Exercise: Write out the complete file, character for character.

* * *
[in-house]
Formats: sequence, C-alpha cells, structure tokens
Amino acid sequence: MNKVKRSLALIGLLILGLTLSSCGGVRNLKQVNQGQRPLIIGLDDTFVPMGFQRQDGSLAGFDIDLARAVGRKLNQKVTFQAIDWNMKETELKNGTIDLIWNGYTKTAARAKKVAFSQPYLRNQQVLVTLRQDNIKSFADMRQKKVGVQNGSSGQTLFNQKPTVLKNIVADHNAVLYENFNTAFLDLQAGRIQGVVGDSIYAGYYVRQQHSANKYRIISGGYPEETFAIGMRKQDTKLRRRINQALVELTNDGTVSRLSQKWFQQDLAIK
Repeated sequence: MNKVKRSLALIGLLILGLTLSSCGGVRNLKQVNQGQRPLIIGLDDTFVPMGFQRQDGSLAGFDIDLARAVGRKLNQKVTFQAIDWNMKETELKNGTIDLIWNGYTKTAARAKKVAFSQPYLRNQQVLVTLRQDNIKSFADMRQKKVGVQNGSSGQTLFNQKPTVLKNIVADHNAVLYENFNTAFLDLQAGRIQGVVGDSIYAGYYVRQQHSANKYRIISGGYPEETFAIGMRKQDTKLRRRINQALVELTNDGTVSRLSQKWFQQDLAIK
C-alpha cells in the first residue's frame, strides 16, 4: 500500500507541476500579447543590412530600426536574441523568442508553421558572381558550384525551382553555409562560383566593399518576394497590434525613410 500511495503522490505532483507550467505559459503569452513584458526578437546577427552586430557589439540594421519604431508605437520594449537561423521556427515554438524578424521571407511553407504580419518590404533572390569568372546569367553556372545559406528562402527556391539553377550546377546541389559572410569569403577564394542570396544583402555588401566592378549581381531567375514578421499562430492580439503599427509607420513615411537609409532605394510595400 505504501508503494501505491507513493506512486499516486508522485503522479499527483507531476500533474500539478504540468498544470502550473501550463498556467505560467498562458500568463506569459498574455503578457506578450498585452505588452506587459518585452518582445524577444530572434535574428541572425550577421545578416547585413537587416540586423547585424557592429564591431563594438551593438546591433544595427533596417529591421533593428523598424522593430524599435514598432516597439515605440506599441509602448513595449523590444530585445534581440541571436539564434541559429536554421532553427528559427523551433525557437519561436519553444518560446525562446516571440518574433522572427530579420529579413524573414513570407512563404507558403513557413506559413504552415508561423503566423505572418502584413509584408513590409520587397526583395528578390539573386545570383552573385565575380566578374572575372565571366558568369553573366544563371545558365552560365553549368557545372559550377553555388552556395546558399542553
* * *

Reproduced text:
[in-house]
Formats: sequence, C-alpha cells, structure tokens
Amino acid sequence: MNKVKRSLALIGLLILGLTLSSCGGVRNLKQVNQGQRPLIIGLDDTFVPMGFQRQDGSLAGFDIDLARAVGRKLNQKVTFQAIDWNMKETELKNGTIDLIWNGYTKTAARAKKVAFSQPYLRNQQVLVTLRQDNIKSFADMRQKKVGVQNGSSGQTLFNQKPTVLKNIVADHNAVLYENFNTAFLDLQAGRIQGVVGDSIYAGYYVRQQHSANKYRIISGGYPEETFAIGMRKQDTKLRRRINQALVELTNDGTVSRLSQKWFQQDLAIK
Repeated sequence: MNKVKRSLALIGLLILGLTLSSCGGVRNLKQVNQGQRPLIIGLDDTFVPMGFQRQDGSLAGFDIDLARAVGRKLNQKVTFQAIDWNMKETELKNGTIDLIWNGYTKTAARAKKVAFSQPYLRNQQVLVTLRQDNIKSFADMRQKKVGVQNGSSGQTLFNQKPTVLKNIVADHNAVLYENFNTAFLDLQAGRIQGVVGDSIYAGYYVRQQHSANKYRIISGGYPEETFAIGMRKQDTKLRRRINQALVELTNDGTVSRLSQKWFQQDLAIK
C-alpha cells in the first residue's frame, strides 16, 4: 500500500507541476500579447543590412530600426536574441523568442508553421558572381558550384525551382553555409562560383566593399518576394497590434525613410 500511495503522490505532483507550467505559459503569452513584458526578437546577427552586430557589439540594421519604431508605437520594449537561423521556427515554438524578424521571407511553407504580419518590404533572390569568372546569367553556372545559406528562402527556391539553377550546377546541389559572410569569403577564394542570396544583402555588401566592378549581381531567375514578421499562430492580439503599427509607420513615411537609409532605394510595400 505504501508503494501505491507513493506512486499516486508522485503522479499527483507531476500533474500539478504540468498544470502550473501550463498556467505560467498562458500568463506569459498574455503578457506578450498585452505588452506587459518585452518582445524577444530572434535574428541572425550577421545578416547585413537587416540586423547585424557592429564591431563594438551593438546591433544595427533596417529591421533593428523598424522593430524599435514598432516597439515605440506599441509602448513595449523590444530585445534581440541571436539564434541559429536554421532553427528559427523551433525557437519561436519553444518560446525562446516571440518574433522572427530579420529579413524573414513570407512563404507558403513557413506559413504552415508561423503566423505572418502584413509584408513590409520587397526583395528578390539573386545570383552573385565575380566578374572575372565571366558568369553573366544563371545558365552560365553549368557545372559550377553555388552556395546558399542553